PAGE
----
MBTA Communities Important Next Steps

February 3, 2023

- By The MAR Legal Team

The first major deadline for the MAR-supported MBTA Communities law took effect on January 31st. The law requires communities served by the Massachusetts Bay Transit Authority to create at least one reasonably sized zoning district where multi-family housing is permitted as of right. (Read more about the law and MAR’s involvement here.) 

The law covers 175 communities, all of which were required to submit a six-page action plan by January 31st in order to remain in the program. The action plan required:  

1. Basic information about the municipality and their MBTA service 

2. A housing overview  

3. Preliminary zoning strategies  

4. Action timeline 

Failure to submit a plan would leave towns out of compliance with the law and forego their eligibility for funding from: 

1. Housing Choice Initiative – provides incentives, rewards, technical assistance and targeted legislative reform to encourage and empower municipalities to plan and build the diverse housing stock that the Commonwealth needs to continue to thrive. Communities can apply for grants of up to $300,000 from a $4 million fund.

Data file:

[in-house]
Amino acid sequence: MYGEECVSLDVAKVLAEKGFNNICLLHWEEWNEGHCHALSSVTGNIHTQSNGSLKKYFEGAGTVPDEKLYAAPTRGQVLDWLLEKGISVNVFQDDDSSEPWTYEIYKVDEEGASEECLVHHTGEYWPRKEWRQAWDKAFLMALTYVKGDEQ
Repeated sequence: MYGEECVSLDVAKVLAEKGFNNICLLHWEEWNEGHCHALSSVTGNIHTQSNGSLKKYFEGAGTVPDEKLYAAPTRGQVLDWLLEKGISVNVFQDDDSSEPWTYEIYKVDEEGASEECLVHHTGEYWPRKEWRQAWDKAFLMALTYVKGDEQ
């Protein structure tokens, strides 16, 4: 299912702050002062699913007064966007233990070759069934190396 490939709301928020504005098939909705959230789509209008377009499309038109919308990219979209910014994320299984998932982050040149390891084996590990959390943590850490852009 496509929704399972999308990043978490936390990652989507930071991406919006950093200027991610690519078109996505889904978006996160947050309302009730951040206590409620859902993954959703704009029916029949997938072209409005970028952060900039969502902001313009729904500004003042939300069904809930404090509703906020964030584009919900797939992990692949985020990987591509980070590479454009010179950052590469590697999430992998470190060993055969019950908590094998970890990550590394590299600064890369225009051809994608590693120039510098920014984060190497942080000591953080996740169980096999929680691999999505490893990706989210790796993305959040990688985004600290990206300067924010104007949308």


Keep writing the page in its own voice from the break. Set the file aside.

2. Local Capital Projects Fund – collects a percentage of gaming license funding. Some of these funds are used to support local housing authorities. 

3. MassWorks Infrastructure program – provides grants to communities to help them prepare for success and contribute to the long term strength and sustainability of the Commonwealth. Since 2015, MassWorks has made 387 awards to 197 communities, investing over $700M in funding to public infrastructure projects in all regions of the state. Cumulatively, these grants have supported the creation of over 25,600 new housing units, tens of thousands of jobs, while also leveraging almost $16.8B in private investments. 

Throughout the last several months, MAR has been working with members and local associations to support town compliance with the MBTA Communities law. Several communities pushed back on the law, including through lawsuit and discussion around closing their MBTA station, but ultimately almost every one took the necessary first steps. The four towns that refused to comply at this stage are:  

1. Berkley 

2. Holden

3. Marshfield

4. Middleborough

Over the next two years, towns that wish to continue in compliance with the law will need to submit finalized zoning changes to the Department of Housing and Community Development. MAR will continue to support this important law. If you’re interested in getting involved to support housing production in your community, let us know!